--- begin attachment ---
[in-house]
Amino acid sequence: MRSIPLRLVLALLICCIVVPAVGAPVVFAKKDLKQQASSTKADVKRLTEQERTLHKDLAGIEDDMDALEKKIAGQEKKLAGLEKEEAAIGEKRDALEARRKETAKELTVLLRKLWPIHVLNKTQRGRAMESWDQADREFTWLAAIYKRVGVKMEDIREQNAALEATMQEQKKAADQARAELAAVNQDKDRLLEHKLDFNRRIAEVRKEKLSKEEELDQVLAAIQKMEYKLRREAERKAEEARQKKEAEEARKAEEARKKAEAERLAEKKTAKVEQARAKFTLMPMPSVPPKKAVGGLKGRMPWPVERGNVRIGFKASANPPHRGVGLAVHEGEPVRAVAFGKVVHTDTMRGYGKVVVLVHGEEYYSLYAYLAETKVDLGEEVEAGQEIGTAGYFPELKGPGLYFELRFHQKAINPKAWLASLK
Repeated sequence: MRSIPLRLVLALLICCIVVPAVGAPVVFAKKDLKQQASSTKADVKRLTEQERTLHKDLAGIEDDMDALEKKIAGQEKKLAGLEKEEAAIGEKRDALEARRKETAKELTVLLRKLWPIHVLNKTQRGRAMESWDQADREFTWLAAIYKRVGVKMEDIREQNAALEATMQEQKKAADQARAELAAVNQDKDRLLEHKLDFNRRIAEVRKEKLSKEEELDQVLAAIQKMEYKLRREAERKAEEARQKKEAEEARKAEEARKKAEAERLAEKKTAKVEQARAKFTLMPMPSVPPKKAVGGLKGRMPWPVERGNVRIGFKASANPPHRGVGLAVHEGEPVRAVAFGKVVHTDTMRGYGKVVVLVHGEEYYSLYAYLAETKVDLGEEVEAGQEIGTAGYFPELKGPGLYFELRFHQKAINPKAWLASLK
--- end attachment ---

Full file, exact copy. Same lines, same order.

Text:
[in-house]
Amino acid sequence: MRSIPLRLVLALLICCIVVPAVGAPVVFAKKDLKQQASSTKADVKRLTEQERTLHKDLAGIEDDMDALEKKIAGQEKKLAGLEKEEAAIGEKRDALEARRKETAKELTVLLRKLWPIHVLNKTQRGRAMESWDQADREFTWLAAIYKRVGVKMEDIREQNAALEATMQEQKKAADQARAELAAVNQDKDRLLEHKLDFNRRIAEVRKEKLSKEEELDQVLAAIQKMEYKLRREAERKAEEARQKKEAEEARKAEEARKKAEAERLAEKKTAKVEQARAKFTLMPMPSVPPKKAVGGLKGRMPWPVERGNVRIGFKASANPPHRGVGLAVHEGEPVRAVAFGKVVHTDTMRGYGKVVVLVHGEEYYSLYAYLAETKVDLGEEVEAGQEIGTAGYFPELKGPGLYFELRFHQKAINPKAWLASLK
Repeated sequence: MRSIPLRLVLALLICCIVVPAVGAPVVFAKKDLKQQASSTKADVKRLTEQERTLHKDLAGIEDDMDALEKKIAGQEKKLAGLEKEEAAIGEKRDALEARRKETAKELTVLLRKLWPIHVLNKTQRGRAMESWDQADREFTWLAAIYKRVGVKMEDIREQNAALEATMQEQKKAADQARAELAAVNQDKDRLLEHKLDFNRRIAEVRKEKLSKEEELDQVLAAIQKMEYKLRREAERKAEEARQKKEAEEARKAEEARKKAEAERLAEKKTAKVEQARAKFTLMPMPSVPPKKAVGGLKGRMPWPVERGNVRIGFKASANPPHRGVGLAVHEGEPVRAVAFGKVVHTDTMRGYGKVVVLVHGEEYYSLYAYLAETKVDLGEEVEAGQEIGTAGYFPELKGPGLYFELRFHQKAINPKAWLASLK